Standing Rock, Energy Transfer Partners dig in for ongoing DAPL court battle
Renae Ditmer • June 26, 2017
Contrary to popular opinion, the fight over the fate of the Dakota Access Pipeline (DAPL) is not over. In reality, it is just beginning. Oil will continue to flow while environmental justice issues are resolved.
On June 14 Judge James Boasberg of U.S. District Court in Washington D.C. had directed the U.S. Army Corps of Engineers to reconsider sections of its environmental analysis on the 1,172-mile-long pipeline, in particular the easements it granted for drilling under the Missouri River at Lake Oahe.
For the moment, about 540,000 barrels per day are moving through the 30-inch pipeline while the court considers a shutoff as a separate question. Normally, though, in cases where a permit is deemed incomplete but has already been issued, the permit is pulled, which in this case would mean stopping the oil, which has been moving through the pipeline since June 1.
Keeping the pipeline open marked a departure from normal procedure, said attorney Jan Hasselman of the environmental law firm Earth Justice, which is representing the tribal plaintiffs. He said it was the first decision that he was aware of in which a federal court focused on an allegedly flawed environmental justice analysis under NEPA as the basis of requiring the Army Corps to revisit conditions for a permit.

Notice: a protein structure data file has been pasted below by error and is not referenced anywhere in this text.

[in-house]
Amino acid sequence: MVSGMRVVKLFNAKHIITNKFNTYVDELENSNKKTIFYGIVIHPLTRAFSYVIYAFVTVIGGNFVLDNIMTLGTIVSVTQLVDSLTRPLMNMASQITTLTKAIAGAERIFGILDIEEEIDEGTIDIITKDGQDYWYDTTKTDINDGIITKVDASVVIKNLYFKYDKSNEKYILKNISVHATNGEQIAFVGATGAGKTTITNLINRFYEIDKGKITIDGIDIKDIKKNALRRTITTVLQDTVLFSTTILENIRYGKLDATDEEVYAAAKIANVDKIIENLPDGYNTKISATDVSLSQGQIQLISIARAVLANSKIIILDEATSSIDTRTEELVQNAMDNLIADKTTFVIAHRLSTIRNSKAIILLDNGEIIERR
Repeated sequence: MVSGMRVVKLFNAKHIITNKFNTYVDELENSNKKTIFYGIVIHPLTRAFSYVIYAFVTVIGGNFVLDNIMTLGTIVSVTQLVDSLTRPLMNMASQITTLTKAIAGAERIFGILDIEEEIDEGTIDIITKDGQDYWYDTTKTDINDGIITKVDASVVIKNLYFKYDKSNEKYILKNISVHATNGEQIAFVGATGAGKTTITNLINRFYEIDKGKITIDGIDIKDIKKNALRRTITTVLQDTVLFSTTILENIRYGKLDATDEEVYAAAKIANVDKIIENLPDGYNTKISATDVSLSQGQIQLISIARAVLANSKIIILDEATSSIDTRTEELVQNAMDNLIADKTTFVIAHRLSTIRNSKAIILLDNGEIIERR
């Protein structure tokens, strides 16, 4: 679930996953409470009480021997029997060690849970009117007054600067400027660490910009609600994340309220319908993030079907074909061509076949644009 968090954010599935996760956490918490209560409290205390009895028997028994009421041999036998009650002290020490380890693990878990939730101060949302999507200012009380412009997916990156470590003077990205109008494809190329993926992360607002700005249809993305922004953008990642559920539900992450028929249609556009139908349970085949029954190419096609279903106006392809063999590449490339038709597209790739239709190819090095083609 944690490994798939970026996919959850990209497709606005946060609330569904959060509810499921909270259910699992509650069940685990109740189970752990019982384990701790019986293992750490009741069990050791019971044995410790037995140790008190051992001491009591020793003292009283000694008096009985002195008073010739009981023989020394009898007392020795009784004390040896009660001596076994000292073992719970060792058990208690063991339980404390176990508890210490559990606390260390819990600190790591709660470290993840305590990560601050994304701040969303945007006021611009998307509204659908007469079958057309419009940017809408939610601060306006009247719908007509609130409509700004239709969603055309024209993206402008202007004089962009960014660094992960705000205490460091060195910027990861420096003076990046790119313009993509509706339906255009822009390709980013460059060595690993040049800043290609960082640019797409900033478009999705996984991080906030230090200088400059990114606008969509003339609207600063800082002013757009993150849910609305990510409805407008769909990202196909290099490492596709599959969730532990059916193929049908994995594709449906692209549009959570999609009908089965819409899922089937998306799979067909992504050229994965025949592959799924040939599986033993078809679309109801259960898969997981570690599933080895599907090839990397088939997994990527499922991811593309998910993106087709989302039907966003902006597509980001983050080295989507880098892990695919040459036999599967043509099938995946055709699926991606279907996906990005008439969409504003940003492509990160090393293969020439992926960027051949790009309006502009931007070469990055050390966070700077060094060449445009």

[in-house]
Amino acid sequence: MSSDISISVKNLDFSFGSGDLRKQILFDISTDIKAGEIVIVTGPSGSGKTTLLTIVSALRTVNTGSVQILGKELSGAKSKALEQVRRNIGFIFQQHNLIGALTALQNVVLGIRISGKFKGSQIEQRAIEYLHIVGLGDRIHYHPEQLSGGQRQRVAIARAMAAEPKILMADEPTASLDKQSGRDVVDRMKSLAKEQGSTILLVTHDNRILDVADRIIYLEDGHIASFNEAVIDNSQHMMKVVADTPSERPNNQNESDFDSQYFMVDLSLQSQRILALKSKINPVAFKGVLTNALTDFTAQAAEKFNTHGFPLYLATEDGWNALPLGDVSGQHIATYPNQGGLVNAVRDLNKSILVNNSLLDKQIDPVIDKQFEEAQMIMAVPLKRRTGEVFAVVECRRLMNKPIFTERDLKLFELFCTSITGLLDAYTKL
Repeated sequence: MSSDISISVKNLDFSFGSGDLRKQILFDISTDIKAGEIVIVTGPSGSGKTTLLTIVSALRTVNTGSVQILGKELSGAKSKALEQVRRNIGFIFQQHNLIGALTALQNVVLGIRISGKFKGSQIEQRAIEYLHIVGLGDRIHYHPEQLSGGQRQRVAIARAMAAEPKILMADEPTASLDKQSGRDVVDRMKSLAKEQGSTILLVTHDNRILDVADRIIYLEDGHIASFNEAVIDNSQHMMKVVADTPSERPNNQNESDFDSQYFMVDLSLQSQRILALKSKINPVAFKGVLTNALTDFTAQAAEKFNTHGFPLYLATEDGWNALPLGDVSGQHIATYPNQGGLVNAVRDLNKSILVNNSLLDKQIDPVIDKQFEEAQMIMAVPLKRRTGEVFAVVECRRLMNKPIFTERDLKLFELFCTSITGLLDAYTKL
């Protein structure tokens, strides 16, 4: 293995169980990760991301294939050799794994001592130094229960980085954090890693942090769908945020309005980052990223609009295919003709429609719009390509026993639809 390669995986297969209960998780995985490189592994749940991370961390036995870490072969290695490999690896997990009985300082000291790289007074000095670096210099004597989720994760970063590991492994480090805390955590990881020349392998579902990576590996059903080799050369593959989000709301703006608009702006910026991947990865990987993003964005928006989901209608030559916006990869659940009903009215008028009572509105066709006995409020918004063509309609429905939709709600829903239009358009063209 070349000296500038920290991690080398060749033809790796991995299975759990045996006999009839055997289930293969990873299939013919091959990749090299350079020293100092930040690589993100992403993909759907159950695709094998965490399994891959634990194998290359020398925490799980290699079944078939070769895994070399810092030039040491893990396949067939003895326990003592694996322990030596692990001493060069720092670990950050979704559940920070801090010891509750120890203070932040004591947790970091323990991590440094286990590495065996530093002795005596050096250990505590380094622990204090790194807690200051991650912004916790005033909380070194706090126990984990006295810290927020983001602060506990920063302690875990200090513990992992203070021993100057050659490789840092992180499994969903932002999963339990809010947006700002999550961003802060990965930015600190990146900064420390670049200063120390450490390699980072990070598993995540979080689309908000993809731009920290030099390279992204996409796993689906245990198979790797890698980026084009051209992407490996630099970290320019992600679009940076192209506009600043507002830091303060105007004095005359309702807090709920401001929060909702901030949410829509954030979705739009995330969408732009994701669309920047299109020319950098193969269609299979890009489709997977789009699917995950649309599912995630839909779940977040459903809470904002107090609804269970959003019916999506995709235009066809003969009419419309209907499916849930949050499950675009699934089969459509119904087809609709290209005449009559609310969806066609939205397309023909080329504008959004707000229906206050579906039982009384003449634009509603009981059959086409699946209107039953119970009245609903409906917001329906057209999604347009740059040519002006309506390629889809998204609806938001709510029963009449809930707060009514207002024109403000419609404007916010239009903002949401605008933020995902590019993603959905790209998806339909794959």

The Standing Rock Sioux Tribe and Cheyenne River Sioux Tribe previously had not convinced Judge James Boasberg of the merit of their claims under the National Historic Preservation Act and Religious Freedom Restoration Act. But on June 14 Boasberg found merit in their claim under the National Environmental Policy Act, ruling that the Army Corps “did not adequately consider the impacts of an oil spill on fishing rights, hunting rights, or environmental justice, or the degree to which the pipeline’s effects are likely to be highly controversial.”